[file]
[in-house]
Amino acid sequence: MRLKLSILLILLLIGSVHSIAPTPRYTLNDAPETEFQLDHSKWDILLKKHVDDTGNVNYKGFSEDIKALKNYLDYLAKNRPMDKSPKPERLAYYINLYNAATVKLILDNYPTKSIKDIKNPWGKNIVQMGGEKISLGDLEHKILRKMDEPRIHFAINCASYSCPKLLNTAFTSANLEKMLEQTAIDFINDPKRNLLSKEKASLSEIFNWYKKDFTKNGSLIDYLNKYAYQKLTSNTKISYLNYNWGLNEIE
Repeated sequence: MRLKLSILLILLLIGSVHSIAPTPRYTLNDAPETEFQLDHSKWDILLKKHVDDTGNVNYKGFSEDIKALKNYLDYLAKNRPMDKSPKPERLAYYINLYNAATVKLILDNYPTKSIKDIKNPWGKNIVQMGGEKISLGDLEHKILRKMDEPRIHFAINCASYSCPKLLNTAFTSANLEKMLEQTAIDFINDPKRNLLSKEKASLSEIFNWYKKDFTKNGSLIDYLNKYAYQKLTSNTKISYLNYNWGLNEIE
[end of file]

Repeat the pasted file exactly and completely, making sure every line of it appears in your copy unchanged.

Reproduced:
[in-house]
Amino acid sequence: MRLKLSILLILLLIGSVHSIAPTPRYTLNDAPETEFQLDHSKWDILLKKHVDDTGNVNYKGFSEDIKALKNYLDYLAKNRPMDKSPKPERLAYYINLYNAATVKLILDNYPTKSIKDIKNPWGKNIVQMGGEKISLGDLEHKILRKMDEPRIHFAINCASYSCPKLLNTAFTSANLEKMLEQTAIDFINDPKRNLLSKEKASLSEIFNWYKKDFTKNGSLIDYLNKYAYQKLTSNTKISYLNYNWGLNEIE
Repeated sequence: MRLKLSILLILLLIGSVHSIAPTPRYTLNDAPETEFQLDHSKWDILLKKHVDDTGNVNYKGFSEDIKALKNYLDYLAKNRPMDKSPKPERLAYYINLYNAATVKLILDNYPTKSIKDIKNPWGKNIVQMGGEKISLGDLEHKILRKMDEPRIHFAINCASYSCPKLLNTAFTSANLEKMLEQTAIDFINDPKRNLLSKEKASLSEIFNWYKKDFTKNGSLIDYLNKYAYQKLTSNTKISYLNYNWGLNEIE